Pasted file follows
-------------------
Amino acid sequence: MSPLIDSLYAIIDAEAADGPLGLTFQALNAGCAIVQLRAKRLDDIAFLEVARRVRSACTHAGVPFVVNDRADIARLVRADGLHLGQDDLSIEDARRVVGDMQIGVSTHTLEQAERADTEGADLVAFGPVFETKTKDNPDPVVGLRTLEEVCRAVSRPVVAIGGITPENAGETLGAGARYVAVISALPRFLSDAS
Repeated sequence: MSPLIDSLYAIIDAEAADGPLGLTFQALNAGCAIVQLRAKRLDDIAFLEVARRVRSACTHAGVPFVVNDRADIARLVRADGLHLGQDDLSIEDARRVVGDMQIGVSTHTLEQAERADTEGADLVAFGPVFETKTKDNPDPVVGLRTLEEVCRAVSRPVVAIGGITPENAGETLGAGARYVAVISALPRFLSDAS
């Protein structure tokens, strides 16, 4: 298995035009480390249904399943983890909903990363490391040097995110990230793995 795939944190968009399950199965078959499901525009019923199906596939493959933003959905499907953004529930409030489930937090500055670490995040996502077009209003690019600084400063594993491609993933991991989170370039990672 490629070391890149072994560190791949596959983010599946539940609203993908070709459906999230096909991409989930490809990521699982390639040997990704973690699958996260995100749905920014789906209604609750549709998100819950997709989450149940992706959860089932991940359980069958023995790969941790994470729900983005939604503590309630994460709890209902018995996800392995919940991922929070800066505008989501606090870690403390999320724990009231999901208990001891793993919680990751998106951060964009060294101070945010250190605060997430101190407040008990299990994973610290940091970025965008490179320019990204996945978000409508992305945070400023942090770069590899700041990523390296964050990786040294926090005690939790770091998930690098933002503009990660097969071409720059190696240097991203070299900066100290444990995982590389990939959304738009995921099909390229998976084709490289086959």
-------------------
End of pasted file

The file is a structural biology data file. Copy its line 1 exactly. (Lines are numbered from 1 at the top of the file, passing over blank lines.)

Amino acid sequence: MSPLIDSLYAIIDAEAADGPLGLTFQALNAGCAIVQLRAKRLDDIAFLEVARRVRSACTHAGVPFVVNDRADIARLVRADGLHLGQDDLSIEDARRVVGDMQIGVSTHTLEQAERADTEGADLVAFGPVFETKTKDNPDPVVGLRTLEEVCRAVSRPVVAIGGITPENAGETLGAGARYVAVISALPRFLSDAS